“No baby!” Baba says agreeably.

“When you wake, you will have all the pretty little horses.”

“No horses!”

Blacks and greys, dapples and bays–

“No bays!”

“All the pretty little hor-es-ses.”

“No horses,” she says, snuggling into my armpit.  “No horses.”

 

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Among Us by Jo Walton


Jo Walton’s Among Others tells the story of 14-year-old Mori Phelps, who has fled her home in the hills of Wales to escape her half-mad and magical mother.  Still reeling from the death of her twin sister and learning to live with a crippling injury, Mori finds herself dropped on her father’s doorstep by the foster care system, even though she has never met him before.  When his sisters insist on sending her away to an upper-class boarding school, Mori finds herself removed once again from all that is familiar, including the fairy companions that she grew up with.

As a Hugo and Nebula award winner, you would expect Among Others to be something quite different and new.  It absolutely delivers.  Admittedly, I don’t read a lot of fantasy any more, but I’ve certainly read my share of farmer boy adventure novels.  Mori is no farmboy; her journey is the metaphorical one of adolescence.  Left alone in an English town where her Welsh accent marks her permanently as an outsider, Mori struggles to find connections with others.  Alone and lonely, she wishes that she had people that she could talk to, who understood her the way that her family in Wales does.  Like many lonely children, she turns towards books to entertain her as she tries to survive the last few years of her education.  And it is books that provide salvation for her, as she finds her way into a science fiction book club at the library, where she finally meets some other young people worth talking to.  Although I did not recognize most of the books that Mori discusses with such passion, Walton provides enough context that it was easy to follow along.  Mori certainly provides an education for the reader of most of the major science fiction authors and I’m certain that serious science fiction fans will enjoy that element of the novel.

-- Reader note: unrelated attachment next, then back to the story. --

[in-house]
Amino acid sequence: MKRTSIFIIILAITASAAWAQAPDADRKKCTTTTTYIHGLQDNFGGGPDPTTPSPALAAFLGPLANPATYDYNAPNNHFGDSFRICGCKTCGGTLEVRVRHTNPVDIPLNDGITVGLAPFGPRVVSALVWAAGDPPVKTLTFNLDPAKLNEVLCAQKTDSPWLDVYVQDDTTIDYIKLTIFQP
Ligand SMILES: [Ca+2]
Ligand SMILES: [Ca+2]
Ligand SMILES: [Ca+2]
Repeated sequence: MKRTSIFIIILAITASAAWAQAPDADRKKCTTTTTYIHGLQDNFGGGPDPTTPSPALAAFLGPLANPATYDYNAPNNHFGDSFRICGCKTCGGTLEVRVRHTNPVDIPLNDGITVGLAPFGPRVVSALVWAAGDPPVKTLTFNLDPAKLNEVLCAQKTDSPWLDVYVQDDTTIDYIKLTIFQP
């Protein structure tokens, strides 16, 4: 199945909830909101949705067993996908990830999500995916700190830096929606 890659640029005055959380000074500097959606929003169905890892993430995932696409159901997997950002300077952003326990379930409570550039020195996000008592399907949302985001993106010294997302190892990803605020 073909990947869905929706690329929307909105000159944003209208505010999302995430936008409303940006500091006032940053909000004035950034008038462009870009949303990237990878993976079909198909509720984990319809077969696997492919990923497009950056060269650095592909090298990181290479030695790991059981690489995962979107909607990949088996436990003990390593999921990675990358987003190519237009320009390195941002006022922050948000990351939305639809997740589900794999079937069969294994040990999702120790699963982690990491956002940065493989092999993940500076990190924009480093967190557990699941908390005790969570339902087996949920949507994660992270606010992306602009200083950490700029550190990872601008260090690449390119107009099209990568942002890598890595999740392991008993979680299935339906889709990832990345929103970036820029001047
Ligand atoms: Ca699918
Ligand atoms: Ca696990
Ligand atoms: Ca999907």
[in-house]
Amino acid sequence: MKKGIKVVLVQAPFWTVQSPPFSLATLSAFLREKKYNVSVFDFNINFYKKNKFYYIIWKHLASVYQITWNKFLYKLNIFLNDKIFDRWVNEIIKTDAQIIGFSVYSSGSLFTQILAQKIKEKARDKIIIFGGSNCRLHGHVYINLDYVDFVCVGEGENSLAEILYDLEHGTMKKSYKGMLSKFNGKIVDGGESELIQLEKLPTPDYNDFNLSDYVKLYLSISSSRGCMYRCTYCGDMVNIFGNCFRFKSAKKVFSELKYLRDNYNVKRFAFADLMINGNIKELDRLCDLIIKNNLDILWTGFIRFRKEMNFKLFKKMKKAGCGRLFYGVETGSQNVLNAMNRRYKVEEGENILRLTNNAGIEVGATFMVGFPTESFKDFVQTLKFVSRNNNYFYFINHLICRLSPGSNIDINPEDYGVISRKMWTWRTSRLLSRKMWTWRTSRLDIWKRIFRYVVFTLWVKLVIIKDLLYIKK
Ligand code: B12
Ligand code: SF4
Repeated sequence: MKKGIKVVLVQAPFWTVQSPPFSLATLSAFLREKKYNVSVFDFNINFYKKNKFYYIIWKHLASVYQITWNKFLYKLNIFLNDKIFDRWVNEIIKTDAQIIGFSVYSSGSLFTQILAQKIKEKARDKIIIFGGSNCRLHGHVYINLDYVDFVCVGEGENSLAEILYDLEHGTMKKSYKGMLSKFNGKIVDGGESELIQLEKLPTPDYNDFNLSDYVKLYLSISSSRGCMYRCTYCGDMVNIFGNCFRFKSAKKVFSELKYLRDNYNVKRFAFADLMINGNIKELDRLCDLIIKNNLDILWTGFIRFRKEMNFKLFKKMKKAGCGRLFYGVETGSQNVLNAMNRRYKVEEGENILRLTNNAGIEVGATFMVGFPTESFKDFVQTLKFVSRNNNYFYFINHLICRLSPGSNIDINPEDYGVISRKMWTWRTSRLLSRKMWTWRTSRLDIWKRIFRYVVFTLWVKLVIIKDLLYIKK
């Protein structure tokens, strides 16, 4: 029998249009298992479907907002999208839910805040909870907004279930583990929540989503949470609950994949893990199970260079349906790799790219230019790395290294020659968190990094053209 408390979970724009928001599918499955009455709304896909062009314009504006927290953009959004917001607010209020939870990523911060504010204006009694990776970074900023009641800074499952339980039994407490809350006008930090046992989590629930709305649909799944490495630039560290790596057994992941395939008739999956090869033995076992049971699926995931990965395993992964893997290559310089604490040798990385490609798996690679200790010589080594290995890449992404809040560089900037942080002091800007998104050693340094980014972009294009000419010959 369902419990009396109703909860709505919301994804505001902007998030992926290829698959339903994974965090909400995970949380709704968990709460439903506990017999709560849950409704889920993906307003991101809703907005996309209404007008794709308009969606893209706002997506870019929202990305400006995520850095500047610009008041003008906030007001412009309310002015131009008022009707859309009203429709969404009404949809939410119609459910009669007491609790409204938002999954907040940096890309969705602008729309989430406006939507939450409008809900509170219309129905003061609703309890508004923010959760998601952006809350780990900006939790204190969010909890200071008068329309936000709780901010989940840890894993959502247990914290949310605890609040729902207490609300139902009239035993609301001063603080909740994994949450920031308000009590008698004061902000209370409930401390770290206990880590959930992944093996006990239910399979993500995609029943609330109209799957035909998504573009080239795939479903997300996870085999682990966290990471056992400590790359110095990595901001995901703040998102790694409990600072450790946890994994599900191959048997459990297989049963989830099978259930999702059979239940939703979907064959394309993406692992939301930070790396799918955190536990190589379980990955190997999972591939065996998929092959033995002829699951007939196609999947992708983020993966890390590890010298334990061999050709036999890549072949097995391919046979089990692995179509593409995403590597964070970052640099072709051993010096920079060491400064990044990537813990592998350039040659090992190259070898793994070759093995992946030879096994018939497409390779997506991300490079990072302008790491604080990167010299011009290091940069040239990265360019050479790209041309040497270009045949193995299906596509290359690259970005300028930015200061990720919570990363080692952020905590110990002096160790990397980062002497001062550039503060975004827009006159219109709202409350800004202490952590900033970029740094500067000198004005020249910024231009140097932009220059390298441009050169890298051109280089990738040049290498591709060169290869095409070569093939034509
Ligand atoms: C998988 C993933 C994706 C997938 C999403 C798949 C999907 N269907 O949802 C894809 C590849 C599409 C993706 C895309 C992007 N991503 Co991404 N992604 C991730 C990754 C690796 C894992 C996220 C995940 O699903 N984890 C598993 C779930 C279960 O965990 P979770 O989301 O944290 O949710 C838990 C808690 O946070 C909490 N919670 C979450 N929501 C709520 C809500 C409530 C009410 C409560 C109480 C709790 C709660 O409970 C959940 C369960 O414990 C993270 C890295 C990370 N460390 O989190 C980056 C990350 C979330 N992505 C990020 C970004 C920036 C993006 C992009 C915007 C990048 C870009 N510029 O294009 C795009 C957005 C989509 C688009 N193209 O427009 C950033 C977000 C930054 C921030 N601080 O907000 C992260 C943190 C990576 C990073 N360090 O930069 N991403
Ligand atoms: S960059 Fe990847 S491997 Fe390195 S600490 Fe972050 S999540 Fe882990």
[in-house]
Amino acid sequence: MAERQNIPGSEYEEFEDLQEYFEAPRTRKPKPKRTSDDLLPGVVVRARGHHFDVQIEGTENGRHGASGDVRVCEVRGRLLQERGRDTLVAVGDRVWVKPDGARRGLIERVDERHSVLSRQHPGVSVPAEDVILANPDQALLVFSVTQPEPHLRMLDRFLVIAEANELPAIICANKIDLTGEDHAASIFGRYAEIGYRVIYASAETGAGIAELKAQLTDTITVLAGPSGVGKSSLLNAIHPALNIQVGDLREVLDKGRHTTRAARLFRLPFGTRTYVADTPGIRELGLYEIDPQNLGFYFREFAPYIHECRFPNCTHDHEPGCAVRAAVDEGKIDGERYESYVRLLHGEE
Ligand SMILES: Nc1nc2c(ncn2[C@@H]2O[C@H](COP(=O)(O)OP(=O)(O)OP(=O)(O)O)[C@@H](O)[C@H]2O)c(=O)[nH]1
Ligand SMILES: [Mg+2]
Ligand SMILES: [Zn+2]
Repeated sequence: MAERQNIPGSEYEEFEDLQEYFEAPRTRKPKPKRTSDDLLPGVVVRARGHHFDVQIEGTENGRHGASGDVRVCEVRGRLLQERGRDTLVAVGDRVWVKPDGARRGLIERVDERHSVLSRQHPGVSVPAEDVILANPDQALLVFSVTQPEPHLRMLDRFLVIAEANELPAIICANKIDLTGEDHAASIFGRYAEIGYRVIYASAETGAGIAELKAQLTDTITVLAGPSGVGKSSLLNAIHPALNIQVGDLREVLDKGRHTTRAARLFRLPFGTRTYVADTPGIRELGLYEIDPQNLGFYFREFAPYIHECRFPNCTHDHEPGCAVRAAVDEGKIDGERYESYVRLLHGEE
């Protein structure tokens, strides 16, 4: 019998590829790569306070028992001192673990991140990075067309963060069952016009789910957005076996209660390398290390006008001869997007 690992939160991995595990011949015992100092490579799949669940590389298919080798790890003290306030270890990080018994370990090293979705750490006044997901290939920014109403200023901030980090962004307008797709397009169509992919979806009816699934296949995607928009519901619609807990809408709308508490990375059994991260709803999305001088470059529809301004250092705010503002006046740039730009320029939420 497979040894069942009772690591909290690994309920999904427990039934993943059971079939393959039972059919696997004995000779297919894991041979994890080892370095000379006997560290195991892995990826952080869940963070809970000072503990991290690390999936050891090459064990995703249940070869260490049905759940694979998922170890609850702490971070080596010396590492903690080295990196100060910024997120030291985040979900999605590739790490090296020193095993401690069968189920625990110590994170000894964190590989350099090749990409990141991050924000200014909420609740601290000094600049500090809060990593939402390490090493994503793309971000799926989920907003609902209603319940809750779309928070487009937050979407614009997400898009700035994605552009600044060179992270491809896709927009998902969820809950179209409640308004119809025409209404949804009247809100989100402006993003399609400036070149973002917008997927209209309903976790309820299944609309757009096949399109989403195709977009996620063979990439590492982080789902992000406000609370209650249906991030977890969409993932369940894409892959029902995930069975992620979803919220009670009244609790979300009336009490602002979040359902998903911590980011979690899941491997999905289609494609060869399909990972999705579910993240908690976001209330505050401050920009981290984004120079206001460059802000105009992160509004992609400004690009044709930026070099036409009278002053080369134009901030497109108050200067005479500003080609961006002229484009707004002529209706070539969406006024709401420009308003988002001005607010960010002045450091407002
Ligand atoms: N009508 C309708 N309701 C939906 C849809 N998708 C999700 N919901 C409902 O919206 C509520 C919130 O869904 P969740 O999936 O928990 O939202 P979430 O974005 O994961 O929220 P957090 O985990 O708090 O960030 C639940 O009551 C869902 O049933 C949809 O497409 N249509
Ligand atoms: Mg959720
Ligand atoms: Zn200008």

For all that the book is somber, Mori’s analytical nature keeps the pages turning.  A naturally academic, Mori seeks out answers to the world around her.  When she returns to Wales for a visit, she goes seeking the fairies that she grew up with, looking for answers to the ethical questions that she has about magic.  But fairies are unreliable — instead of helping her understand, they bring Mori the sight of her sister, who has not yet progressed to the underworld.

I took a step towards her, and then I remembered her clutching me and dragging me towards the door into the hill, and stopped.  “Oh Mor,” I said.

She didn’t say anything.  She couldn’t, any more than the robin.  She was dead and the dead can’t speak.  As a matter of fact, I know how to make the dead speak.  You have to give them blood.  But it’s magic, and anyway, it would be horrible.  I couldn’t imagine doing it.

Mor’s shade gives Mori more questions than answers.  Although Mori knows that her struggle with her mother was not ended the night that her mother killed her sister, seeing Mor again makes Mori realize that she will have to confront her mother again some day.  When her mother starts sending her letters filled with magical malevolence, Mori burns them and tries to befriend the fairies in England in order to figure out what to do.  But fairies being fairies, they don’t cooperate, and Mori is left to discover enough about magic to stop her mother once and for all.

Although Mori has lost so much — a family, her health, a home, a twin — her reflections often have a delightful optimism and love of life.  While reality is dour, her secret, magical world and love of science fiction fill her wonder and keep her intellectually engaged.  It is a delight to read small nuggets like this: